This method can sometimes mimic daily tasks which is referred to as functional training. For example, squatting down to pick something up. This action challenges your body, but through bodyweight training, your movements can become more controlled and less strained.
While there are many advantages to bodyweight training, there are disadvantages as well — mainly, is that it can take some time to see desired results.
There may be little to low reward based on how much time you spend solely doing bodyweight training. For anyone looking for quick results, bodyweight training may not be the best option for you.
Furthermore, higher reps may be needed to reach a certain goal, but it may take some time to do so.
What is Weight Training?
Weight training is a type of strength training in which the use of additional weights are used to contract the muscles. To achieve success with weight training many refer to the acronym, FITT.
FITT refers to frequency of training, intensity of training, time spent, and type of exercise. Many use this as a reminder when crafting workout plans know that each will affect their results.
Weight training has the capability to build more muscle mass and boost metabolism. By adding heavier weights to your workout and doing fewer reps, you can add new muscle mass more quickly. Whereas using light weights, for example bodyweight, with higher reps focuses on muscle endurance, not necessarily on building muscle.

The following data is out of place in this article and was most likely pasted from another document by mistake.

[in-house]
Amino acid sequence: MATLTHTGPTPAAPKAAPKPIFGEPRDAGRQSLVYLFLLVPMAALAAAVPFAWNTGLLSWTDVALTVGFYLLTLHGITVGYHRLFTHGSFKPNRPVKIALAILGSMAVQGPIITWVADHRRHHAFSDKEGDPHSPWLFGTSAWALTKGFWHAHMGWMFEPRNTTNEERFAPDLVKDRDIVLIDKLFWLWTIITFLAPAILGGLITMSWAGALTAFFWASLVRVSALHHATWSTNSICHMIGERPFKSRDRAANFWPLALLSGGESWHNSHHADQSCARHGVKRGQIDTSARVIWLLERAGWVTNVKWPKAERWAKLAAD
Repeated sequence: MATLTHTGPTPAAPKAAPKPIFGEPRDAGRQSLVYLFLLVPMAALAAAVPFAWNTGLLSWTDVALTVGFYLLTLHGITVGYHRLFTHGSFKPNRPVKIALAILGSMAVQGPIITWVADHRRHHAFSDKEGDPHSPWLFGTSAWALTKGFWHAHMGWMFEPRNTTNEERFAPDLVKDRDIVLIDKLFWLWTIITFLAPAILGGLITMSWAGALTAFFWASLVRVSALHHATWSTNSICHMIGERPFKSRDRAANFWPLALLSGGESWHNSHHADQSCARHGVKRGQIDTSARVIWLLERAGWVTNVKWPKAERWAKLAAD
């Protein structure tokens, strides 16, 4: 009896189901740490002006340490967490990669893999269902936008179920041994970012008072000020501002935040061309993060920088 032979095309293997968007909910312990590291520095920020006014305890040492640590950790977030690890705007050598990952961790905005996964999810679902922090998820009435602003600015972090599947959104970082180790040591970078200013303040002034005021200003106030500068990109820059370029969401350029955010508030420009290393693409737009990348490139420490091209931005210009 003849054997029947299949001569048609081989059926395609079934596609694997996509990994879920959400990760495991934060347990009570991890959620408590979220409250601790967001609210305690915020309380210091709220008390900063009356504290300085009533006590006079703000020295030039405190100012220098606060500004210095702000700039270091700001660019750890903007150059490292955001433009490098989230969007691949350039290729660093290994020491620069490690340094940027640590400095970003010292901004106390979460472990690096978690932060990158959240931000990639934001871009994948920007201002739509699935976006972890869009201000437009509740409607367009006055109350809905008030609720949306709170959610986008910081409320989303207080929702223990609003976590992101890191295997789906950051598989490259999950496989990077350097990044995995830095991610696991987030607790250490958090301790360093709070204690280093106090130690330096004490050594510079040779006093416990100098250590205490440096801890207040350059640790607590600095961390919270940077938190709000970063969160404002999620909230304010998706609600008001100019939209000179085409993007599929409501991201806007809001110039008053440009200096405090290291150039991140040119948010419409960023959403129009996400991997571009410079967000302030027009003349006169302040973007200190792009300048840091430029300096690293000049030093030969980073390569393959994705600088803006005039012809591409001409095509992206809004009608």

It’s possible that you or your muscles could get bored by repeating the same maneuvers over and over again. However, weight training can offer some relief to this since you can easily increase the weight of your next rep. This will keep your muscles engaged to keep pushing through your workout without reaching an early stopping point.
While weight training is a great option to get fast results it can be dangerous and lead to serious injury. The main hang-up with weight training is knowing your body’s limits.
It can be tempting to try to push yourself to a higher weight or just do one more rep, but this could cost you. Lifting weights that are too heavy for you could cause serious joint or muscle damage.
It’s important to pace yourself, and listen to your body’s signals. If something is too heavy to point at which pain occurs, stop immediately.
Is Bodyweight Training as Effective as Weight Training?
There has been lots of debate over which style of strength training is most effective, bodyweight training or weight training. Both are effective in burning calories, and building muscle.
But, looking when looking closely at bodyweight training compared to weight training, sources agree that bodyweight training can be as effective as weight training.
Some argue that bodyweight training is better than weight training for various reasons including, less susceptible to injury, more range of motion and flexibility, and it builds better technique.